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Possession With Ability to Control

Certain issues keep coming up in my years of defending criminal accusations. Sure, these legal issues can be a bit boring, but for those of you willing and able, let’s review for a moment an often misunderstood element of a possession charge — the ability to control the drugs, sometimes referred to as “dominion and control”.

So, let’s say you’re at the dinner table with a couple of friends, and there’s drugs on the table right in front of you. You have “knowledge” of the drugs, but do you have the ability to control the drugs? Well, in order for the state to prove any possession of a controlled substance charge, or any trafficking charge based upon possession, the prosecutors must show that you had an ability to control the drugs. This does not mean that they simply prove both of your arms are working, all ten of your fingers are working, and as such, you are physically capable of reaching the drugs. As several courts have noted, we must “separate the issue of the accused’s ability to maintain control over the substance from the issue of the accused’s knowledge of the presence of the controlled substance on the premises. It is conceivable that an accused might be well aware of the presence of the substance but have no ability to maintain control over it.” Jean v. State, 638 So.2d 995, 996 (Fla. 4th DCA 1994). Some lazy prosecutors simply assume that a defendant’s knowledge and proximity to drugs is enough to convict, but “[k]nowledge of the presence of the drugs and the ability to exercise dominion and control over the drugs are not the same thing….In the case law, the concepts of “dominion” and “control” involve more than the mere ability of the defendant to reach out and touch the item of contraband. Thus, even where drugs are found in plian view, the evidence will be insufficient to establish constructive possession unless there is evidence that the defendant exercised dominion and control over the drugs.” Martoral v. State, 946 So.2d 1240, 1243 (Fla.App. 4 Dist. 2007)

Let’s give you a few examples. One of my personal favorites is State v. Snyder, 635 So. 2d 1057 (Fla. 2d DCA 1994). Snyder and his friend Parker drove to the post office because Parker was expecting a shipment of drugs. All Snyder needed to do was drive his friend to the post office, and Parker planned to break off a line or two for Snyder as a way to say “thanks bro.” Sure, using the term “thanks bro” is a crime in and of itself, but not an arrestable offense. As you might expect from a few enthusiastic drug users, Parker and Snyder couldn’t wait to dig in, so they decided to bust out a couple of lines right there in the parking lot of the post office. Parker lays out a few lines of the controlled substance on a cassette box (yes, old case, by the mid-90’s cassettes were almost gone), and the police bust them. Snyder never gets to partake of the lines on the cassette case, but is charged with possessing the drugs anyway. Ouch. The appeals court stepped in and reversed Snyder’s conviction for possession of a controlled substance, reasoning as follows:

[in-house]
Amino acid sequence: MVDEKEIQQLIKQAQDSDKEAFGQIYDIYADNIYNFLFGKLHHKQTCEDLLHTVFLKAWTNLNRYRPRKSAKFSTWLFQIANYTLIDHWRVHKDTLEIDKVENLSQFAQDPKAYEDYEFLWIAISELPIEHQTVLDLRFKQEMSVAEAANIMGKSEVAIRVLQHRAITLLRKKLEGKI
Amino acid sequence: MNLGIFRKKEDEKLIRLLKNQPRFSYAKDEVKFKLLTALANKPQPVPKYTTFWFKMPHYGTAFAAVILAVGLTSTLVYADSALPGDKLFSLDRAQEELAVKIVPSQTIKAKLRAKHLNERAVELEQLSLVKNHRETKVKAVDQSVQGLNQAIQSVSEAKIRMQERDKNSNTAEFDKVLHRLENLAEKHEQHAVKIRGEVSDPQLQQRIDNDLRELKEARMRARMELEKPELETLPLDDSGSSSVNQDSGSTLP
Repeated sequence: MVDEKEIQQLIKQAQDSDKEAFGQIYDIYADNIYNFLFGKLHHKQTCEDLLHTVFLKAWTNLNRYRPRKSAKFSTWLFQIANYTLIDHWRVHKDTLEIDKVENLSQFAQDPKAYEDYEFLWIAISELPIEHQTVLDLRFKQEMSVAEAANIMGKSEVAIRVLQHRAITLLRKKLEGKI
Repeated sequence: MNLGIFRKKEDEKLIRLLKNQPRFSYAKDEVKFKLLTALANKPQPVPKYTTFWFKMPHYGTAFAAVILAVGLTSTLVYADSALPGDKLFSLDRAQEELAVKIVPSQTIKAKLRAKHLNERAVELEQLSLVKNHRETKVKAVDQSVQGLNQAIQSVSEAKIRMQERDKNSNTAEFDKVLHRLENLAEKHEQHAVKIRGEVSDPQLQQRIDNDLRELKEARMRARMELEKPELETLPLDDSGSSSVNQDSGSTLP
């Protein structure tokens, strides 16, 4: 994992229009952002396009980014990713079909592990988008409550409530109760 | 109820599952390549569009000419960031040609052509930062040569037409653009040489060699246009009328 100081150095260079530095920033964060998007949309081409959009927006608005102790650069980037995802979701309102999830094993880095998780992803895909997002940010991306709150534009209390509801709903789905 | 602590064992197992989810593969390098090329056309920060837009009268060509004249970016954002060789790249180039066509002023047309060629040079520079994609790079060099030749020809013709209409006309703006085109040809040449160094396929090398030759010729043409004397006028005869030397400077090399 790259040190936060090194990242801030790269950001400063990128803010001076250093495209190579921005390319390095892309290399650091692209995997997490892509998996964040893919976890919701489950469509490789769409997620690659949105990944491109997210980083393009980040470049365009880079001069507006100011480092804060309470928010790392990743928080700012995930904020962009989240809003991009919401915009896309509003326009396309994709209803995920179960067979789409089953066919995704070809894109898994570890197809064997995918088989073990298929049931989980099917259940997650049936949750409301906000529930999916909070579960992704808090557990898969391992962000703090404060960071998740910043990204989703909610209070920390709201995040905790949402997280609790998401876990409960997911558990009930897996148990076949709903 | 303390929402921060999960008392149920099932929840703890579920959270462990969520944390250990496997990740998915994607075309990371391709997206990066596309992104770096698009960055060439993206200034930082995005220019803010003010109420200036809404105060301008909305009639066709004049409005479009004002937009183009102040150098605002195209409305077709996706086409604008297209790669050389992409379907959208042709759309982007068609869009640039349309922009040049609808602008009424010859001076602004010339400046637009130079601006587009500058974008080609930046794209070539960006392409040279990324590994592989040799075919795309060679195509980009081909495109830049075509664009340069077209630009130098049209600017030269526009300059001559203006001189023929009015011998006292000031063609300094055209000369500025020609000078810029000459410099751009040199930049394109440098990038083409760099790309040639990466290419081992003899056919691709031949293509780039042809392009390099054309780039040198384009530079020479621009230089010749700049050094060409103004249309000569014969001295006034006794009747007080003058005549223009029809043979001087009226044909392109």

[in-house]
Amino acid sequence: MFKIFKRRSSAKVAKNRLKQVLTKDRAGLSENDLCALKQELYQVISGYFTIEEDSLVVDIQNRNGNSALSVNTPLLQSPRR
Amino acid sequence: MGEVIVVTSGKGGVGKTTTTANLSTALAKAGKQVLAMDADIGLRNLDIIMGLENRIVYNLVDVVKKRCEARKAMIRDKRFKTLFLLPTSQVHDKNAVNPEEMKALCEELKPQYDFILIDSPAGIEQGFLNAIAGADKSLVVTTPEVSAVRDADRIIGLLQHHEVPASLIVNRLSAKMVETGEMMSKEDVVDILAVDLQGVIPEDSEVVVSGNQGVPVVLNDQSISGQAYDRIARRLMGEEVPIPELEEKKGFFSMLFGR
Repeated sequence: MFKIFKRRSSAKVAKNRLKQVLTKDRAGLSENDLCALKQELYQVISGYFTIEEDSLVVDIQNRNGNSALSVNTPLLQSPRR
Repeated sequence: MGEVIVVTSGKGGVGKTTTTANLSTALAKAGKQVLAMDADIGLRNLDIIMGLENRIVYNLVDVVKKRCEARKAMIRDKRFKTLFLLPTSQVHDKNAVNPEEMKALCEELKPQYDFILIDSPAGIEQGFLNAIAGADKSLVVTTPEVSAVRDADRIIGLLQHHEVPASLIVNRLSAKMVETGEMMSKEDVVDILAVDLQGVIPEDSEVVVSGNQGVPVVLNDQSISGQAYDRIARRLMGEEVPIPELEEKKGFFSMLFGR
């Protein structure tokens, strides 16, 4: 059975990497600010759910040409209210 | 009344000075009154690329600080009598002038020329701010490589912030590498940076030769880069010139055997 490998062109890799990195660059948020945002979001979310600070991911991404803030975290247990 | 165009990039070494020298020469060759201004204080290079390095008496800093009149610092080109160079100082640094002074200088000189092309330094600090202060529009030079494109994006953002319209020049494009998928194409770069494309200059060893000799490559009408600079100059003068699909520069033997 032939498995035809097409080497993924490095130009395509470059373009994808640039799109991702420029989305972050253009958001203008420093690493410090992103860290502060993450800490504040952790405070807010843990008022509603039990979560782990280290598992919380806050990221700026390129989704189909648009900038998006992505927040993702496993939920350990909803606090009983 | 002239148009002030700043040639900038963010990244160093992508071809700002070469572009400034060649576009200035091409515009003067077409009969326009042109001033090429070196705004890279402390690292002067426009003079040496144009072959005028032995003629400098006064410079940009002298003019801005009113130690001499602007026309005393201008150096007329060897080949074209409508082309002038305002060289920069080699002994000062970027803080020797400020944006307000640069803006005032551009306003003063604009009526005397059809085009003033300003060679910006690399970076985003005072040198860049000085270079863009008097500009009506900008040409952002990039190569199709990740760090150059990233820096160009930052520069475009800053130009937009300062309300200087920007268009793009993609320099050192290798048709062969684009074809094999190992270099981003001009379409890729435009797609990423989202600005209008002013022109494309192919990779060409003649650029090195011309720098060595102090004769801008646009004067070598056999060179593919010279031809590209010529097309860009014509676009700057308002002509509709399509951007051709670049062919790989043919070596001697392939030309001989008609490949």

“Although Parker had offered to let Snyder try some of the methamphetamine, there was no evidence … from which to infer that Snyder had the right to compel Parker to fulfill his promise. The ability to reduce a controlled substance to one’s actual possession was the key to the definition of constructive possession in Daudt v. State, 368 So. 2d 52 (Fla. 2d DCA 1979). In Daudt, this court found no dominion and control wehere there was no evidence from which to infer that a broker to the sale of marijunaa could have personally carried through with the sale or forced the seller to close. The Fourth District came to the same conclusion in Roberts v. State, 505 So. 2d 547 (Fla. 3d DCA 1987), where the defendants had a contractual right to marijuana having paid for it, but where they were not yet able to reduce it to their possession because it was still in possession of the undercover officers, who were carrying the bales into the house, when the defendants were arrested.